It will take a strong and well presented case to win accreditation for prior learning. Eleanor Caldwell reports
By the end of this month, teachers applying to enter the chartered teacher programme in August will have completed their application forms and prepared their professional development portfolios. The portfolio should record the teacher's involvement in CPD over the years, with concise documentation of activities and supporting evidence of their impact in the classroom.
Once teachers are accepted on to the programme and have completed the mandatory self-evaluation module, many will look to gain accreditation of prior learning (APL) as a means to fast-track through the programme, completing fewer than the 12 statutory modules.
The document in support of APL can reflect a teacher's formal learning, such as modules within Masters degree programmes, and experiential learning, such as all aspects of professional development work that have had a tangible effect on their practice in the classroom.
There is, as yet, no set format. However, the criteria are strict and clearly in line with the evidence-based Standard for Chartered Teacher.
For experienced teachers ready to embark on the programme it is time to take stock of all aspects of personal development throughout their career and devise an effective portfolio claim for APL.
In anticipation of the first cohort of claims, the Department of Educational Studies at Moray House is running a series of short courses on portfolio preparation. A pilot version of the course, which runs over three two-and-a-half hour evening sessions, is currently underway for 25 teachers.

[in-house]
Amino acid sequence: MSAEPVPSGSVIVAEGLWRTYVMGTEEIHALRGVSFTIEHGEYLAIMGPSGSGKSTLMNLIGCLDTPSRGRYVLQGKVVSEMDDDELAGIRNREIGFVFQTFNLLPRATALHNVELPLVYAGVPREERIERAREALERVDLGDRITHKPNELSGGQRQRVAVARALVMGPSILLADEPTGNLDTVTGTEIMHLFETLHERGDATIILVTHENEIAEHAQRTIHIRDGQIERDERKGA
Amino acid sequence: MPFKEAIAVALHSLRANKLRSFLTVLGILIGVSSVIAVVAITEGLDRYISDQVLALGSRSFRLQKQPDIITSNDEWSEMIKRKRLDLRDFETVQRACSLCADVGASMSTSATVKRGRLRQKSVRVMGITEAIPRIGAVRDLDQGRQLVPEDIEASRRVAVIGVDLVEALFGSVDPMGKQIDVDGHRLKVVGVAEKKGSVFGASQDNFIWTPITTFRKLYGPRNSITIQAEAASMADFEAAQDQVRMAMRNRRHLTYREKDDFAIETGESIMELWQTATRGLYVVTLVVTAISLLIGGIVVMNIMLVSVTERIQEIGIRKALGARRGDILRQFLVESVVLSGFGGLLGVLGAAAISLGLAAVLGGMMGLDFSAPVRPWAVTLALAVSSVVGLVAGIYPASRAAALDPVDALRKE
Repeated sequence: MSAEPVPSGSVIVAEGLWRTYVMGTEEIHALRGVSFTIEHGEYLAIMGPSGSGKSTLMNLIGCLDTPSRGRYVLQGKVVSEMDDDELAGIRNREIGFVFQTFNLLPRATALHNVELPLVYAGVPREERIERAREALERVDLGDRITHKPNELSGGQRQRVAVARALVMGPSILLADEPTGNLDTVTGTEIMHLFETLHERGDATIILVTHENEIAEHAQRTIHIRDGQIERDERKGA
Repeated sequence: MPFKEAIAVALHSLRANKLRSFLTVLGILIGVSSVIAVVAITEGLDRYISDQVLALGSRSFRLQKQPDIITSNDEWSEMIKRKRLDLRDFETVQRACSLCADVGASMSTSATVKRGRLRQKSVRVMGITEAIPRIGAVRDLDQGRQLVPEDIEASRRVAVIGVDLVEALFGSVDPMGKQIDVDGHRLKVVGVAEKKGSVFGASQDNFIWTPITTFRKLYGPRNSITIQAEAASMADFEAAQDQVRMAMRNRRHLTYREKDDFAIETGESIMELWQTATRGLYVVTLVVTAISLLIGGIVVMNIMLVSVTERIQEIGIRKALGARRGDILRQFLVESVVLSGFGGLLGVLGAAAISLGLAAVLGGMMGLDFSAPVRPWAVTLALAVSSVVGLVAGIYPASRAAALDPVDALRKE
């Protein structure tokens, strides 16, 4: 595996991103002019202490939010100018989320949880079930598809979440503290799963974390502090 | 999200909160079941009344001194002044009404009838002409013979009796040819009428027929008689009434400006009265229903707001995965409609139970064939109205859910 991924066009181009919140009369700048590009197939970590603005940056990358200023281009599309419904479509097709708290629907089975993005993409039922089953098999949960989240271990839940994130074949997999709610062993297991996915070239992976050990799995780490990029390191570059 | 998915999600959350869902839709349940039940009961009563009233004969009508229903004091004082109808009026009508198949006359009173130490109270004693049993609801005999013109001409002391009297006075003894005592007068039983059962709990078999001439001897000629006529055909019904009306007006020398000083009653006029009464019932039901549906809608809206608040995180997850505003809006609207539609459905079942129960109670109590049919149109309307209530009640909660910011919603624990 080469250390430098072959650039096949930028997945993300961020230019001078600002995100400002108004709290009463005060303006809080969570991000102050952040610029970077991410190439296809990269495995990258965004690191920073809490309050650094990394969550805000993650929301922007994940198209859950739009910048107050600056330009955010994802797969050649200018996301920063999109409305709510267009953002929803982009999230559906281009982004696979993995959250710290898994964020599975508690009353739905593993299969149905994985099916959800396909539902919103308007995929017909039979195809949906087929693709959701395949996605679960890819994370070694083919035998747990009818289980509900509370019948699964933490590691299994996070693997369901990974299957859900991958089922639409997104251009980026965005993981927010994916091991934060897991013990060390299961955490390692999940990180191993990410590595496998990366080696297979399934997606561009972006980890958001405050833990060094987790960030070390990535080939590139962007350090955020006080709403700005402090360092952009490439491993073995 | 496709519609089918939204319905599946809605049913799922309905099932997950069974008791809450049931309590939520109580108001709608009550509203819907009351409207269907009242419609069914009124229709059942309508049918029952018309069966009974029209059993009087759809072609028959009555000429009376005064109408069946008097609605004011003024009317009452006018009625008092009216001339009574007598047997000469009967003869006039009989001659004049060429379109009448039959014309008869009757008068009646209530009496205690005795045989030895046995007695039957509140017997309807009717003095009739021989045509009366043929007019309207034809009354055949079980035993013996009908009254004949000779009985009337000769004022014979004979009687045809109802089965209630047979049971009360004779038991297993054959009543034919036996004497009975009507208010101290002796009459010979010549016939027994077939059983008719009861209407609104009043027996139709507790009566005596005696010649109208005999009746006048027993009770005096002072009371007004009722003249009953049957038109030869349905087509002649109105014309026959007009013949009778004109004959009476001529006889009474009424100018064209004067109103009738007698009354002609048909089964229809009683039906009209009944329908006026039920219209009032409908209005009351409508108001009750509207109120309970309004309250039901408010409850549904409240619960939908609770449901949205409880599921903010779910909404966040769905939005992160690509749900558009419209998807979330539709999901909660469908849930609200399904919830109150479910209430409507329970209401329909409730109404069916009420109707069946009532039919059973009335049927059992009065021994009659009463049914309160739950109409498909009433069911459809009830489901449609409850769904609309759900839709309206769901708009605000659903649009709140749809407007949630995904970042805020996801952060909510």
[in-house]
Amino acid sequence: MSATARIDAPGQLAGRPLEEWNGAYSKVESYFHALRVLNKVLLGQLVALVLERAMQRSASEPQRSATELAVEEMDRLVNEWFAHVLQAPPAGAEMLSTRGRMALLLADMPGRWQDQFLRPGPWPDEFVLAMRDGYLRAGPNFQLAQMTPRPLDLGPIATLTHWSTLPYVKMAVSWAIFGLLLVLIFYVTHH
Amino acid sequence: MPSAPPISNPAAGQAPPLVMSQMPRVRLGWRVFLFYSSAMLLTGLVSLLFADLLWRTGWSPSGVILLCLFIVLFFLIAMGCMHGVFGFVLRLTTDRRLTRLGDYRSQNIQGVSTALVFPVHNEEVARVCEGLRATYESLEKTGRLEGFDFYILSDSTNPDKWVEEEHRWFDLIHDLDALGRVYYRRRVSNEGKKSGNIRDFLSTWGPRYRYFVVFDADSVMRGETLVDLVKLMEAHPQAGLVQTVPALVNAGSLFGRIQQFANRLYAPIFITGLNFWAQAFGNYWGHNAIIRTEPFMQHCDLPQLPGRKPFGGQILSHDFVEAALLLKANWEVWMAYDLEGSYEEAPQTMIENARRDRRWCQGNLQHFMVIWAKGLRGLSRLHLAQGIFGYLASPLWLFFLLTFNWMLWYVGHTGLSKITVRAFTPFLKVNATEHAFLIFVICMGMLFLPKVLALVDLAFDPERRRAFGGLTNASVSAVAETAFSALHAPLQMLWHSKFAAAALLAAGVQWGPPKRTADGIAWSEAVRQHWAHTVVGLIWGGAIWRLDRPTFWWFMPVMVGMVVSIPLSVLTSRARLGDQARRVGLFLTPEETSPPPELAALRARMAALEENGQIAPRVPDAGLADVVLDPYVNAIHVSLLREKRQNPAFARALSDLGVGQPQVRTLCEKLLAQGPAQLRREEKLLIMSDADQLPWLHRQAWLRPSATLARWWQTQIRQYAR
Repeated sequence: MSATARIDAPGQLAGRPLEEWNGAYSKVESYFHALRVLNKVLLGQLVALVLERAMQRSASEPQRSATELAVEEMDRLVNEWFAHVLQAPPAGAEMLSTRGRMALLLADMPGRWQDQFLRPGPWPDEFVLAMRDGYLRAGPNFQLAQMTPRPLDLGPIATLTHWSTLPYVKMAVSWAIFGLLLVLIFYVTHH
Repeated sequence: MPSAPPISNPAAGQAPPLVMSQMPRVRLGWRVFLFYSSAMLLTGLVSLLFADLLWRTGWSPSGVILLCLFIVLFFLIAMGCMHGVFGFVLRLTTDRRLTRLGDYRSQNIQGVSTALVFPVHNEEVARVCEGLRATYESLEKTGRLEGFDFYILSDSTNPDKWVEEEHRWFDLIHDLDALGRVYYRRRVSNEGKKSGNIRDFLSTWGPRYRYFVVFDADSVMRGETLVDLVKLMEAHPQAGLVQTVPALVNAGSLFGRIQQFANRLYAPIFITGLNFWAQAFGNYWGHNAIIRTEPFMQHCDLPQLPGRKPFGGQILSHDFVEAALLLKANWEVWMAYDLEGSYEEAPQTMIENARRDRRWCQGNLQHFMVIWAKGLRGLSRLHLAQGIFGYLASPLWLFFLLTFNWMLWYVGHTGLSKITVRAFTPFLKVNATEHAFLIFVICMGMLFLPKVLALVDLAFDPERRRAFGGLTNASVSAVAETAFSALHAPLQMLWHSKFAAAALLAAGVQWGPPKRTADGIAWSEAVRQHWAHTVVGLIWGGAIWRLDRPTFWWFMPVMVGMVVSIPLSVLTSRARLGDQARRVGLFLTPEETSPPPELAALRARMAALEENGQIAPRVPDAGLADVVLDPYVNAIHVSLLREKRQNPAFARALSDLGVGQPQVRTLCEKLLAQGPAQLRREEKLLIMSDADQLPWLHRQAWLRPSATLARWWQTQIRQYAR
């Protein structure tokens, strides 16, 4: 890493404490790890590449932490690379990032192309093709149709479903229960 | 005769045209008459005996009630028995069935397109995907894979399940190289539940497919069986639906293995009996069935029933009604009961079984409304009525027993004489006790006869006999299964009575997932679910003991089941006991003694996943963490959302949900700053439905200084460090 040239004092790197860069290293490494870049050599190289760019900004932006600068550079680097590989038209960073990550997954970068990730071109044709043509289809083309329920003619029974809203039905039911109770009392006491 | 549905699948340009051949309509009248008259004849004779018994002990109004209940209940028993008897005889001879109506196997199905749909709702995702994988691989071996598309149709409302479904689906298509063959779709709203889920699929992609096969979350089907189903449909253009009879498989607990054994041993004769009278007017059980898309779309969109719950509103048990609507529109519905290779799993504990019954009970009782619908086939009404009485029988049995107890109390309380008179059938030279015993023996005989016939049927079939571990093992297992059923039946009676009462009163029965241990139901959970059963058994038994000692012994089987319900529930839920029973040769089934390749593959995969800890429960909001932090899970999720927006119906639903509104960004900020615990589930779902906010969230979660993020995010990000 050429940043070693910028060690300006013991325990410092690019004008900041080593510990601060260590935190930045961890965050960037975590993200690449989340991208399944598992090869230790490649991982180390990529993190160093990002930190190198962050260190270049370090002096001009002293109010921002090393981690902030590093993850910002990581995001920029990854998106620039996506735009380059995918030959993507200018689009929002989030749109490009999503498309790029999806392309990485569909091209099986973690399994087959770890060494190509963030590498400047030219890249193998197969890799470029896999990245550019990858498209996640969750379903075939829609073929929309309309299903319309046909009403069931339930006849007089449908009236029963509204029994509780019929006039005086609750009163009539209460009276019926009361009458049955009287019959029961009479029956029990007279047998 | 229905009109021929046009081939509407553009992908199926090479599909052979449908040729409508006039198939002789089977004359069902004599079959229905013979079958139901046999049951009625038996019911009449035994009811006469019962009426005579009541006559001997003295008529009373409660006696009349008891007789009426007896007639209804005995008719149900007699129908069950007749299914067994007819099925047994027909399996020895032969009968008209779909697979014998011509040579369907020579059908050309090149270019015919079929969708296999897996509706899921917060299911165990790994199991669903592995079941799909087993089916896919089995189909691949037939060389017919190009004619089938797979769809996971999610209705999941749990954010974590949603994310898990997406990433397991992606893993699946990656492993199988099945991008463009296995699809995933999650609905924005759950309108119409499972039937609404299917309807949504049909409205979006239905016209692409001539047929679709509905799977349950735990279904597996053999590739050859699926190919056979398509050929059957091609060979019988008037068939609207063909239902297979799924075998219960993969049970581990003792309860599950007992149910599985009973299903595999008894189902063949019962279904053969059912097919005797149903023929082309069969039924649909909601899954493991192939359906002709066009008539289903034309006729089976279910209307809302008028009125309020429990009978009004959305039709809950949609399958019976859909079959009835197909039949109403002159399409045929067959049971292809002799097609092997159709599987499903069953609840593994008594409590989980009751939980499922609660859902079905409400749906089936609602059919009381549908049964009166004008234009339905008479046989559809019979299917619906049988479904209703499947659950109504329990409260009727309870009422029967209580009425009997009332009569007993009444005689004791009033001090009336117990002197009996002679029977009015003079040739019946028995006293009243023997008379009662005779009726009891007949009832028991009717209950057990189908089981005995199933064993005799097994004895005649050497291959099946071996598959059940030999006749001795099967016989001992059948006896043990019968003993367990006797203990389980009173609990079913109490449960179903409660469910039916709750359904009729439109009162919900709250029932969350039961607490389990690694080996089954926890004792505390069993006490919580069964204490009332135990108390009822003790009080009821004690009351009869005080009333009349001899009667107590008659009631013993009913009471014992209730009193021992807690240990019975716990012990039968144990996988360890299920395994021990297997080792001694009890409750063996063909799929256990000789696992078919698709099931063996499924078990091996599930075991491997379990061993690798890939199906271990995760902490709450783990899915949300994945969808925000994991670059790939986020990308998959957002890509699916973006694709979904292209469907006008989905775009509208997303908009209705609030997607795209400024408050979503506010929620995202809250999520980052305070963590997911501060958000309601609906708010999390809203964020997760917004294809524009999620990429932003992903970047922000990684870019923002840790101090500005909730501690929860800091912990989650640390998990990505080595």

Head of department and course leader John Landon says people on the course come predominantly from two groups of experienced teachers: those who have completed or are nearing completion of a Masters degreee and those who are looking to compile a claim on the basis of experience.
The course aims to guide teachers in the discipline of keeping accurate and pertinent records of all aspects of their professional development and encourages them to "evidence their practices" by keeping notes of how it has benefited them and their pupils.
Mr Landon advises teachers to consider all areas of their prior formal and experiential learning. On a step-by-step basis they should then consider the experience on the basis of the Standard for Chartered Teacher.
Supporting evidence is critical. For example, a teacher might want to cite a new method of teaching reading as an example of their experiential learning. However, a bald statement of the method will not be enough, says Mr Landon. The course shows teachers how to make the new method into an effective element of an APL claim.
The course teaches how to present evidence of source literature or material, evidence of the effectiveness of the method in the classroom and evidence of further positive impact in the school.
The key notion is flexibility, with emphasis on group work, peer observation and exploration.
Moray House's CPD and marketing officer, Allan Shanks, has found that teachers on the pilot course are very positive about it. "The sense of industry among students on the course is palpable," he says.
He says they have been particularly inspired by presentations given by two induction teachers who explained their thinking and practice when preparing their induction portfolios. Another teacher, currently studying for the Scottish Qualification for Headship, has impressed them with the thoroughness of her approach to self-evaluation.
Preparing Your Portfolio courses are planned for September and February. The courses cost pound;90. Teachers can obtain further information from the Moray House Chartered Teacher Helpline, tel 0131 651 6305 and www.education.ed.ac.uk